The super chill impacted Texas in many ways, the panel said, but all seem related to variations in building code and design from state to state. Most Lone State buildings aren’t prepared for days and days of frigid temperatures, causing pipes filled with standing water to freeze and break.
No “R” in ERCOT
A contemporaneous loss of electric power throughout the area served by the Electric Reliability Council of Texas (ERCOT) stopped water pumps from pushing the life-sustaining H2O through the pipes. Home heating systems also failed for lack of power and houses, businesses, even churches, had to deal with an unabated flood of frozen water inside super-frosty structures.
Many Texas have pointed to ERCOT for not being as reliable as its name implies. But Tom Larsen, a principal for industry solutions at CoreLogic, said that since the power agency is an independent body without connections, “it can’t draw [power] from other sources.”
Natural gas pipelines that formerly were powered by combustion engines are now energized with electricity. And when the power failed, so did they.
Apparently, weather prognosticators were aware as early as December 2020 and January 2021 that something was going awry with the polar vortex. What happened in Texas, many concluded, was “a surprise,” otherwise known as a temperature anomaly.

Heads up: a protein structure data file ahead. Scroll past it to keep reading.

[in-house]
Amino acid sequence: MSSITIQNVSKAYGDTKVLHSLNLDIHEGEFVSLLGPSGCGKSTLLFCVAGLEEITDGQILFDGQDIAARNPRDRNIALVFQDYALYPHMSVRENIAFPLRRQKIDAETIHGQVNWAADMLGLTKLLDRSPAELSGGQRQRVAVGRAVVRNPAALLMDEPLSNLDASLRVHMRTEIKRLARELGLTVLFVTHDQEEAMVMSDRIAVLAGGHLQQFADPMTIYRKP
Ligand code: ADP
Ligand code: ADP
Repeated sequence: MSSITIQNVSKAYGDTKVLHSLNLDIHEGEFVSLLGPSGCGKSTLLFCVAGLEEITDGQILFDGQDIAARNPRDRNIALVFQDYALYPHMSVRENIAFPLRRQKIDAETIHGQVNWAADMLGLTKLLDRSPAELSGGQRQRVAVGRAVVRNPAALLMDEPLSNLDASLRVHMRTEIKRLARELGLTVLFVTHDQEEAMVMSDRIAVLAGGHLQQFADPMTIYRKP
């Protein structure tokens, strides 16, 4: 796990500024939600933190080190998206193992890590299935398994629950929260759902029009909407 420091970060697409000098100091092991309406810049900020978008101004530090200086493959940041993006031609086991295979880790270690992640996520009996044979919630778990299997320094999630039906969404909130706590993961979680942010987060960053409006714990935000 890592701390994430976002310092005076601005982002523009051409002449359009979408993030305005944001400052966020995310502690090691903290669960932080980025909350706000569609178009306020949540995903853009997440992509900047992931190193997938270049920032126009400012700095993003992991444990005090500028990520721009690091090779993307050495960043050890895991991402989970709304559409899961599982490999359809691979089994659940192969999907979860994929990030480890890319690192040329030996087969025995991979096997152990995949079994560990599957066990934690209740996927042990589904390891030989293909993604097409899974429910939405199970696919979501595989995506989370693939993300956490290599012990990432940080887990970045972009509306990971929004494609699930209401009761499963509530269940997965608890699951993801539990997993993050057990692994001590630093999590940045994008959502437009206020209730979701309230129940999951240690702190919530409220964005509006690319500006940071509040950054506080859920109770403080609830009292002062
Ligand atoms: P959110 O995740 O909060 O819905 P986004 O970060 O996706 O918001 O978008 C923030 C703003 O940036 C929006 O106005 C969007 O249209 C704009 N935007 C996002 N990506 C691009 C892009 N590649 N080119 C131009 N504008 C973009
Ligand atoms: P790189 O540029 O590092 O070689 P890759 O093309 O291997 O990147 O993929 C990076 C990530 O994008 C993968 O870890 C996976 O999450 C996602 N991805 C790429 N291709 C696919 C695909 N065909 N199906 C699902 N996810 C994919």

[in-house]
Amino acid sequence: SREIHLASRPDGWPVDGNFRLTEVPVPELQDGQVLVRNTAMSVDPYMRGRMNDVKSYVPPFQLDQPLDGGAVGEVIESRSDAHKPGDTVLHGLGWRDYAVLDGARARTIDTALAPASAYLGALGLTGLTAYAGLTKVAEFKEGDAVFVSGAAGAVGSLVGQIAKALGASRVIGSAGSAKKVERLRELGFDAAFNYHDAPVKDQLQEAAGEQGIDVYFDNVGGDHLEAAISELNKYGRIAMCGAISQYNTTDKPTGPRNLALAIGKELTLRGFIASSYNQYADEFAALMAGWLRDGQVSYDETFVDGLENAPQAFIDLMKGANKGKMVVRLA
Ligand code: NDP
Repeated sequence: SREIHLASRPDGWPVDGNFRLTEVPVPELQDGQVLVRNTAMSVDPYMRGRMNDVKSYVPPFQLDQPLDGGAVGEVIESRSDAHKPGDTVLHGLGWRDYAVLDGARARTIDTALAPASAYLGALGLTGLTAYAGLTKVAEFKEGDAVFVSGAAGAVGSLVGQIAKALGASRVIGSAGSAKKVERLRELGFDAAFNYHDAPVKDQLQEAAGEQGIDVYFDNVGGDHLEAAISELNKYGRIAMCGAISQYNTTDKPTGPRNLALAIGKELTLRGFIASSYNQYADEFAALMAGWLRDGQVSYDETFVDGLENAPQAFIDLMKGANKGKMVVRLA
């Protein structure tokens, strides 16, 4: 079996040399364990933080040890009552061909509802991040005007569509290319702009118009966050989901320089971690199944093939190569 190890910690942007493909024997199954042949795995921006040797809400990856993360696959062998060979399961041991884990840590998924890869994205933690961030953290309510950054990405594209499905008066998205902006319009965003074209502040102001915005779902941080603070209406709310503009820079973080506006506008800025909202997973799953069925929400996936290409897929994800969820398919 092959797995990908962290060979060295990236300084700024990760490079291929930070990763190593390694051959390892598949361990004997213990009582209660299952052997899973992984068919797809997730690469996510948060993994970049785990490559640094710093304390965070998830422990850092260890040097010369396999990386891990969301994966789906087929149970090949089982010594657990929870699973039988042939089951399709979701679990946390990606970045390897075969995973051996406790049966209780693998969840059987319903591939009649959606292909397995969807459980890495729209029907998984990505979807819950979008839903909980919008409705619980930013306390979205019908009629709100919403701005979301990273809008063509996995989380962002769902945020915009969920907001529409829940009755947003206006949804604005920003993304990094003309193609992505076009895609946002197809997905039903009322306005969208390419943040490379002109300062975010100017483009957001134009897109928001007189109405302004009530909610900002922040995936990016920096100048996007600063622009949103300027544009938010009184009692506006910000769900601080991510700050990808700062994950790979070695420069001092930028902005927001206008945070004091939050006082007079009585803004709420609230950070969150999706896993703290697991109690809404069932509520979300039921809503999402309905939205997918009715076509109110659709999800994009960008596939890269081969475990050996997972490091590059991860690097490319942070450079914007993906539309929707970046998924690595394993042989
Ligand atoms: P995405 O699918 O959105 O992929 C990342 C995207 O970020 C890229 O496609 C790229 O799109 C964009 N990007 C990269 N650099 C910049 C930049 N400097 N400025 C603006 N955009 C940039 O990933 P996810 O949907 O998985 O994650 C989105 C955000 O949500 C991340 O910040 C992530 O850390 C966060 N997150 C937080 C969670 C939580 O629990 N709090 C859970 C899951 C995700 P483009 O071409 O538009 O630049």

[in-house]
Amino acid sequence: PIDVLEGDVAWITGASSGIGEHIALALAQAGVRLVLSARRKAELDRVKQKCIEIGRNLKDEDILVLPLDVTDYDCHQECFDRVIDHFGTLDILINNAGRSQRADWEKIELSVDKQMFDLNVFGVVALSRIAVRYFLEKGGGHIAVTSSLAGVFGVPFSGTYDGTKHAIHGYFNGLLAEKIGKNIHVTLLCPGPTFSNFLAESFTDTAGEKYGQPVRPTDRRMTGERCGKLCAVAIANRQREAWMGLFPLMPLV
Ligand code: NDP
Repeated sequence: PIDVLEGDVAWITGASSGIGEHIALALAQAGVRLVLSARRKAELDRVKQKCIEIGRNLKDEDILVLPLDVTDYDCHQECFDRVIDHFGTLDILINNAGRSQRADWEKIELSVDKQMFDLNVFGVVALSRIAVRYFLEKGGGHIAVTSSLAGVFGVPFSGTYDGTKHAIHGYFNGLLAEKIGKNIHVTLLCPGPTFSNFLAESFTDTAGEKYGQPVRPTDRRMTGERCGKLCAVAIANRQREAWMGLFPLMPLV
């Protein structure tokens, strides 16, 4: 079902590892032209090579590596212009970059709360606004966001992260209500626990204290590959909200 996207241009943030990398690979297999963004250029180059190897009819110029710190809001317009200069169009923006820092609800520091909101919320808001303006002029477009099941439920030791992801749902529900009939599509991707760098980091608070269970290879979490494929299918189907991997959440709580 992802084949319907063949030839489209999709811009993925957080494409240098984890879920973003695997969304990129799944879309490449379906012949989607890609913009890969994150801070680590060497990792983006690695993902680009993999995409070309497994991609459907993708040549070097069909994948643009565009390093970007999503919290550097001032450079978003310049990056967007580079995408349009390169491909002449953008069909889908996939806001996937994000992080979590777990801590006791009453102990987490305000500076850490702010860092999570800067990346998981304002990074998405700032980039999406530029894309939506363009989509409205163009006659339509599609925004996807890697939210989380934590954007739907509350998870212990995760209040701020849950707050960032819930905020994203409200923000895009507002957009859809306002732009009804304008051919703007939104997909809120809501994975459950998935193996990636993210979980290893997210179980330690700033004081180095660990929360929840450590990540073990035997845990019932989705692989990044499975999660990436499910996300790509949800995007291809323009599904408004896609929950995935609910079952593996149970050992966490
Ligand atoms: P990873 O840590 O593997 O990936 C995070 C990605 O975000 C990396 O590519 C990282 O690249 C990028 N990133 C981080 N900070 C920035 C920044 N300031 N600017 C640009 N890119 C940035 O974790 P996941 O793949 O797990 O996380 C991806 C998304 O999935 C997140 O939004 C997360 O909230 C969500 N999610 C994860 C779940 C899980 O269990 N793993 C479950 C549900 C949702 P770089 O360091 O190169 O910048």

Storm Target: 8 Million Texans
Larsen told a tale of numbers, mentioning that initially, it appeared the eye of the cold was focused “on 23 million housing units – 1 in 6 around the county,” mainly located from the Canadian border due south to Texas, which ended up being ground zero.
As the chill progressed, meteorologists revised tallies in the target area to eight million – most in Texas — and “two million lost power. Most of the [financial] loss was due to pipe breakage.” Insurance claims are arriving in larger numbers, he said, with losses “easily reaching into the tens of millions.”
Austin Hoder, a field operations director for ServiceMaster Restore, talked at some length about the difficulty of bringing restoration resources into an area that was not only suffering through an unexpected freeze, but was also in the midst of a severe COVID-19 pandemic.